In Vitro Susceptibility of Shigellae to Sodium Sulfadiazine and to Eight Antibiotics

Kenneth C. Haltalin, John D. Nelson

Research output: Contribution to journalArticlepeer-review

5 Scopus citations


More than 300 recently isolated Shigella strains were tested for susceptibility, to sodium sulfadiazine by tube and plate dilution techniques. With a low inoculum (100 organisms), 59% of Shigella flexneri and 87% of S sonnei were sulfadiazine resistant. All strains were resistant by high inoculum testing (2 × 106 organisms). Antibiotic susceptibility testing by the plate dilution method using high inocula demonstrated by the following percentages of resistance: potassium penicillin G, 93%; streptomycin, 17%; tetracycline hydrochloride, 12%; chloramphenicol, 11%; ampicillin, 6%; sodium colistimethate, 2%; kanamycin sulfate, 1%; and neomycin sulfate, 1%. These studies indicate that sulfadiazine is no longer an appropriate drug for initiating treatment of shigellosis. Ampicillin and three orally administered non-absorbable antibiotics (colistimethate, kanamycin and neomycin) are the most effective drugs against shigellae in vitro.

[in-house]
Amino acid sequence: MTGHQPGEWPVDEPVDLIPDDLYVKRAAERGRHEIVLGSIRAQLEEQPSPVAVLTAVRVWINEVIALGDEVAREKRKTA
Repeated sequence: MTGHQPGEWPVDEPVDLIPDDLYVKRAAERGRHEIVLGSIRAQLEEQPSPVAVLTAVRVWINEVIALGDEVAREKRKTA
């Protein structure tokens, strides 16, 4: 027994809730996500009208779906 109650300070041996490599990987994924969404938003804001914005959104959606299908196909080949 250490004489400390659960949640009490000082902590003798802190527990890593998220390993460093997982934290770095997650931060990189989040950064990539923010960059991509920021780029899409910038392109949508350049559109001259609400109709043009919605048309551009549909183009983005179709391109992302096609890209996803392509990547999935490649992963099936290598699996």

Original languageEnglish (US)
Pages (from-to)705-710
Number of pages6
JournalJAMA: The Journal of the American Medical Association
Issue number9
StatePublished - Aug 30 1965

ASJC Scopus subject areas

  • Medicine(all)


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